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The Case for ... Cities That Aren't Dystopian Surveillance States

Cory Doctorow:

...why isn’t it creepy for you to know when the next bus is due, but it is creepy for the bus company to know that you’re waiting for a bus?

It all comes down to whether you are a sensor – or a thing to be sensed. In the “internet of things,” we’re promised technology that will allow us to project our will on to our surroundings, changing our lighting or unlocking our doors or adjusting our thermostats from anywhere in the world. But anyone who’s used these technologies for more than a few minutes quickly starts to suspect that they are also a thing, just another thing to be sensed and acted upon from a distance, generally by unaccountable algorithms seeking to corral us into altering our conduct to maximise returns to their manufacturers’ shareholders.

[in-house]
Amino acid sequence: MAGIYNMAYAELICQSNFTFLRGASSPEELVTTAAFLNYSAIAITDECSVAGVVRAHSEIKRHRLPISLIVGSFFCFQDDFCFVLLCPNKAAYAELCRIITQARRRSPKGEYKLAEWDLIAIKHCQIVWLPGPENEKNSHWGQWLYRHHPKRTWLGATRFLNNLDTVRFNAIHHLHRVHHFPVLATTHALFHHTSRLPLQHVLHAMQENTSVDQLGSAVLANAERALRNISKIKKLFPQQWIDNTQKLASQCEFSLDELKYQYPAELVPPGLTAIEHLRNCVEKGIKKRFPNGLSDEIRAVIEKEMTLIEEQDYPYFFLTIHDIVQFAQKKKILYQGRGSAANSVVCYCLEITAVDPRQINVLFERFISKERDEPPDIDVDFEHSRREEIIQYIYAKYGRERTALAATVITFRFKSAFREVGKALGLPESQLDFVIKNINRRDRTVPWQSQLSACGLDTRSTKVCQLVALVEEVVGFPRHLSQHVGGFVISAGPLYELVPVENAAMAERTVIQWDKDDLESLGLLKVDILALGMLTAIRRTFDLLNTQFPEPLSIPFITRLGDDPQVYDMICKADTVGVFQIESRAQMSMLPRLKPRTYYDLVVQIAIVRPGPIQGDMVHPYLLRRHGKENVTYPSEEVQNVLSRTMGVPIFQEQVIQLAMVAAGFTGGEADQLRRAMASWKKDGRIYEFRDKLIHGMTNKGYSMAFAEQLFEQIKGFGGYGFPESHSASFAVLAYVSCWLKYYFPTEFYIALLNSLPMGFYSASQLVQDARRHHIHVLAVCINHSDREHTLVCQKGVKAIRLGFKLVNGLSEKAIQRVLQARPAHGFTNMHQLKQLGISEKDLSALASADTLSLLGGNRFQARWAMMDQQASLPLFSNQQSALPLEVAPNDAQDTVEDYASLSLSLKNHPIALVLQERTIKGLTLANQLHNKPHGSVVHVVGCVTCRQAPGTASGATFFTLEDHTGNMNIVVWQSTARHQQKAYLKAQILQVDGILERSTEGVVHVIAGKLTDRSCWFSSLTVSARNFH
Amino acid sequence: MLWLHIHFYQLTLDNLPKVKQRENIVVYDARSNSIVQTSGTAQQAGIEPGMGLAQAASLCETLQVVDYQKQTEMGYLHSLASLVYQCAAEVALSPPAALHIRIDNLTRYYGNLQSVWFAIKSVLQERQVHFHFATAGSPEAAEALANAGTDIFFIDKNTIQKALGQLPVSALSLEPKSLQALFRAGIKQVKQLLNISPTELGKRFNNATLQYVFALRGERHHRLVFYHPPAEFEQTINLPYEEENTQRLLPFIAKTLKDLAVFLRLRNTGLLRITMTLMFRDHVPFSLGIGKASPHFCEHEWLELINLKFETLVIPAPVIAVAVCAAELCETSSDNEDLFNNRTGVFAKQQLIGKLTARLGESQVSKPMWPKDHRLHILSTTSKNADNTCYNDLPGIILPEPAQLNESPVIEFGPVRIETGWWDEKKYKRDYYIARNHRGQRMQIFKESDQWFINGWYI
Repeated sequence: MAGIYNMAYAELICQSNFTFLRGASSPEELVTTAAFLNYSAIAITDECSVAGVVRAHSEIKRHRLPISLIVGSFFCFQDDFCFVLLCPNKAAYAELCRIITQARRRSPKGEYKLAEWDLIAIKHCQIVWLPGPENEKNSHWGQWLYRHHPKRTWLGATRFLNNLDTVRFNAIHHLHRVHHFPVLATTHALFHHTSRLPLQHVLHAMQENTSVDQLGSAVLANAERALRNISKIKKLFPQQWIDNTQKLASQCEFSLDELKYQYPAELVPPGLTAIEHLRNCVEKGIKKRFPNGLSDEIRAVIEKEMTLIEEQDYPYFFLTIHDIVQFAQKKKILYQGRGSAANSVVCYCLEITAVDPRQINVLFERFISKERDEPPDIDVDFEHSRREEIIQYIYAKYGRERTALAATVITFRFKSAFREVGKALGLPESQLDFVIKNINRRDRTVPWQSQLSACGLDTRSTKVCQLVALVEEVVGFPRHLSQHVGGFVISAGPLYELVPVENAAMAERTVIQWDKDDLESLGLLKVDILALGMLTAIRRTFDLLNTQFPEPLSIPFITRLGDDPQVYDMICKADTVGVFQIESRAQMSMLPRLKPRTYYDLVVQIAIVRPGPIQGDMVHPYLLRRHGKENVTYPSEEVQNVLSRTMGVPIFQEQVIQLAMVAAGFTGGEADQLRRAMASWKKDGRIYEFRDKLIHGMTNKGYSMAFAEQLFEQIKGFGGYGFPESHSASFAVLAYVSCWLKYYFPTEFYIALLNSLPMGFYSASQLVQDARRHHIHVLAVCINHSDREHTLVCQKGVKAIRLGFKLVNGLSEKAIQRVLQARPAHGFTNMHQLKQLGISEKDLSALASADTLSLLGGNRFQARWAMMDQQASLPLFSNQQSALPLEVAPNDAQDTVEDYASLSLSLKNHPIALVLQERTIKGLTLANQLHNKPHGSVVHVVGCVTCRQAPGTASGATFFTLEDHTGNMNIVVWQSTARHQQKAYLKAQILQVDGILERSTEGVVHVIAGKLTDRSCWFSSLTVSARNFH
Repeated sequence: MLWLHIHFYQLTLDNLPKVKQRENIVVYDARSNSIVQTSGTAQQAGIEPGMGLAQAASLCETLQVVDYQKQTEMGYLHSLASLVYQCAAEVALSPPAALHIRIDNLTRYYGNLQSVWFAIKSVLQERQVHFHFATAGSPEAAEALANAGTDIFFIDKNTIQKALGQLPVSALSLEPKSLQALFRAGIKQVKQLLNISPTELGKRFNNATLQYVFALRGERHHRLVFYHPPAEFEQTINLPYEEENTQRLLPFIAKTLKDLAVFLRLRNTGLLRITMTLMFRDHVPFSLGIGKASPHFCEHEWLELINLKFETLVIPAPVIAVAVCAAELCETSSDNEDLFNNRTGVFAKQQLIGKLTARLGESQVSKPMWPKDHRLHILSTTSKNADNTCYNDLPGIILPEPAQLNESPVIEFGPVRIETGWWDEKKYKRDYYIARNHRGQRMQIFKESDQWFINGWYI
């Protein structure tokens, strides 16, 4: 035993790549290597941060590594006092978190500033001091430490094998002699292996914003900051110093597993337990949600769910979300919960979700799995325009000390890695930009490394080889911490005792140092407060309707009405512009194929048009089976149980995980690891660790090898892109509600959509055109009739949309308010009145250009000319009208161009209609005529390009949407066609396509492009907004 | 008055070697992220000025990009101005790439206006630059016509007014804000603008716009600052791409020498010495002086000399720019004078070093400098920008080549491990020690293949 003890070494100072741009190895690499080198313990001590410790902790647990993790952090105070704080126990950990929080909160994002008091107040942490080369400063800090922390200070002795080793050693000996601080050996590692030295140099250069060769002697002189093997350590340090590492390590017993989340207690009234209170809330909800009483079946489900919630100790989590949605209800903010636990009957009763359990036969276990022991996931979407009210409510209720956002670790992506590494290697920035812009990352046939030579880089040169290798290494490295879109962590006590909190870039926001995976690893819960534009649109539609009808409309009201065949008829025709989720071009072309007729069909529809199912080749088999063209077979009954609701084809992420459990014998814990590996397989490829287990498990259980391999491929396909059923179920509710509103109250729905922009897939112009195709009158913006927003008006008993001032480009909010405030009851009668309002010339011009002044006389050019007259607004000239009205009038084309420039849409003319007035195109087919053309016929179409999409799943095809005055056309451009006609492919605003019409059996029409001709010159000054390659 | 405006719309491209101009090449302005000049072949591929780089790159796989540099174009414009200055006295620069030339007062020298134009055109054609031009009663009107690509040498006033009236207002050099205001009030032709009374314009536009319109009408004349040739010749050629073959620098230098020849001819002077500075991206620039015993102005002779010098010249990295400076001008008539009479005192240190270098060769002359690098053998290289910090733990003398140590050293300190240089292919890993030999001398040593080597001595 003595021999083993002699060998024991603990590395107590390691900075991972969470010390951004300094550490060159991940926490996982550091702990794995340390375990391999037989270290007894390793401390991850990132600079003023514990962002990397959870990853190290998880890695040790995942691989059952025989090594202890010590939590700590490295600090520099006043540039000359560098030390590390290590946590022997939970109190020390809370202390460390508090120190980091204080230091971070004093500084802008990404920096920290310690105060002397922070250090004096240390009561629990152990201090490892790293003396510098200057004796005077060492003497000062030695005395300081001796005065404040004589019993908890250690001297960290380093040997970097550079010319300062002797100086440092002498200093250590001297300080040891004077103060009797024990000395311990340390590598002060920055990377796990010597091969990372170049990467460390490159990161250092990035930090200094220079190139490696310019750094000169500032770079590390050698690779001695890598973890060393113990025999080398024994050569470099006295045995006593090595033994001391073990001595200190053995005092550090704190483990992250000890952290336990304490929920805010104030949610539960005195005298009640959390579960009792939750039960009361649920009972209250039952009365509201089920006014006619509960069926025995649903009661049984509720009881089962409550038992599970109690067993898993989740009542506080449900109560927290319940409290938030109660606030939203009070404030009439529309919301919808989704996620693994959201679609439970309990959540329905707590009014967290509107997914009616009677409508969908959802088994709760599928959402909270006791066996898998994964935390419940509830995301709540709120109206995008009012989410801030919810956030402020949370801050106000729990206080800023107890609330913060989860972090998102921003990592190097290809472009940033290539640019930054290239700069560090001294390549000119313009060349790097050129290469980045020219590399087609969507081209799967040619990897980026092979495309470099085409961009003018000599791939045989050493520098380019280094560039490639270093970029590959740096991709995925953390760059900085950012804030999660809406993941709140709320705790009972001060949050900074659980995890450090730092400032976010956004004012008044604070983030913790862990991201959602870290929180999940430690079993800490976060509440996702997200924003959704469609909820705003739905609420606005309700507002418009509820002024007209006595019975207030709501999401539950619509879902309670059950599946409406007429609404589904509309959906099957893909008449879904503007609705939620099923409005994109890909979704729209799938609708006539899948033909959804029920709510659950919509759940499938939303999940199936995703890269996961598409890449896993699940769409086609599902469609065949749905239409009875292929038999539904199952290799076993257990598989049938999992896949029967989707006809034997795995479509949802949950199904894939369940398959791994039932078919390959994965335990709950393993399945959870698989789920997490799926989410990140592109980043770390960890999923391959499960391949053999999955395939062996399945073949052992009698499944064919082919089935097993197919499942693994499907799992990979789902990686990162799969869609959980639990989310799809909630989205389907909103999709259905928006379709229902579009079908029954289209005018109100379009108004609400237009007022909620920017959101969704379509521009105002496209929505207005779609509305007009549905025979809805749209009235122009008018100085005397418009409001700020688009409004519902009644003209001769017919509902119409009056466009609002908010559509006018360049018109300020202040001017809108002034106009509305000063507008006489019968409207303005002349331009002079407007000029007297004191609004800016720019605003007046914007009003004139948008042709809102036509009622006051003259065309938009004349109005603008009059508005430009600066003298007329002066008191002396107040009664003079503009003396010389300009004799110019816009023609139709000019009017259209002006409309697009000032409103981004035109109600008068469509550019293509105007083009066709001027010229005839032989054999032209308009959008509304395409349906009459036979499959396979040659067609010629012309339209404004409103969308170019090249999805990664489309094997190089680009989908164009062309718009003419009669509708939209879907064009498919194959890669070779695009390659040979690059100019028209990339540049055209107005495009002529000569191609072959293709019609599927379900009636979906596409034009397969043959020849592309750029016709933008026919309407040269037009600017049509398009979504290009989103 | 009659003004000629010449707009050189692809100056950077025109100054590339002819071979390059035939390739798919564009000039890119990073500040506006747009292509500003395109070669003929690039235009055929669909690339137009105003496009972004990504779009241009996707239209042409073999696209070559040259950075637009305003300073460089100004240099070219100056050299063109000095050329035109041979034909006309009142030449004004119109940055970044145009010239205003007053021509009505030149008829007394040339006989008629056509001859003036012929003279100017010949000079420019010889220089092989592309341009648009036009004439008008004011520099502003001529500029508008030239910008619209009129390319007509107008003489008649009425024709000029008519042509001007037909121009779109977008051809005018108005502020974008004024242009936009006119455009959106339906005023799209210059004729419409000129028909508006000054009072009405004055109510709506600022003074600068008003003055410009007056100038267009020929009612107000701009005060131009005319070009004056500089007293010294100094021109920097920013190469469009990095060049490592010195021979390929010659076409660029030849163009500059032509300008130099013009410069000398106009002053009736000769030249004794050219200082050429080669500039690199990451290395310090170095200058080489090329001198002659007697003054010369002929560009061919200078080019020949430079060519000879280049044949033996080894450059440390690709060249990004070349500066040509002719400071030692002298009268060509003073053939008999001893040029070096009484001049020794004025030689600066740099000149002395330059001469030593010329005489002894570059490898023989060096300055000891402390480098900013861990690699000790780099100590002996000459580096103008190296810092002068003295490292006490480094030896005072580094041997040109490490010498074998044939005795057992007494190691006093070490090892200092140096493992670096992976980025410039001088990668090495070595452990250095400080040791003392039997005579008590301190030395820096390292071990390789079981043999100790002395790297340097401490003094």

As with cities, homes were sensing and actuating long before the “internet of things” emerged. Thermostats, light switches, humidifiers, combi boilers ... our homes are stuffed full of automated tools that no one thinks to call “smart,” largely because they aren’t terrible enough to earn the appellation.

Instead, these were oriented around serving us, rather than observing or controlling us (with rare exceptions, such as electricity and gas meters, which were designed on the assumption that they were going into hostile territory and that we couldn’t be trusted not to tamper with them). In your home, you are not a thing, you are a person, and the things around you exist for your comfort and benefit, not the other way around.

Shouldn’t it be that way in our cities?

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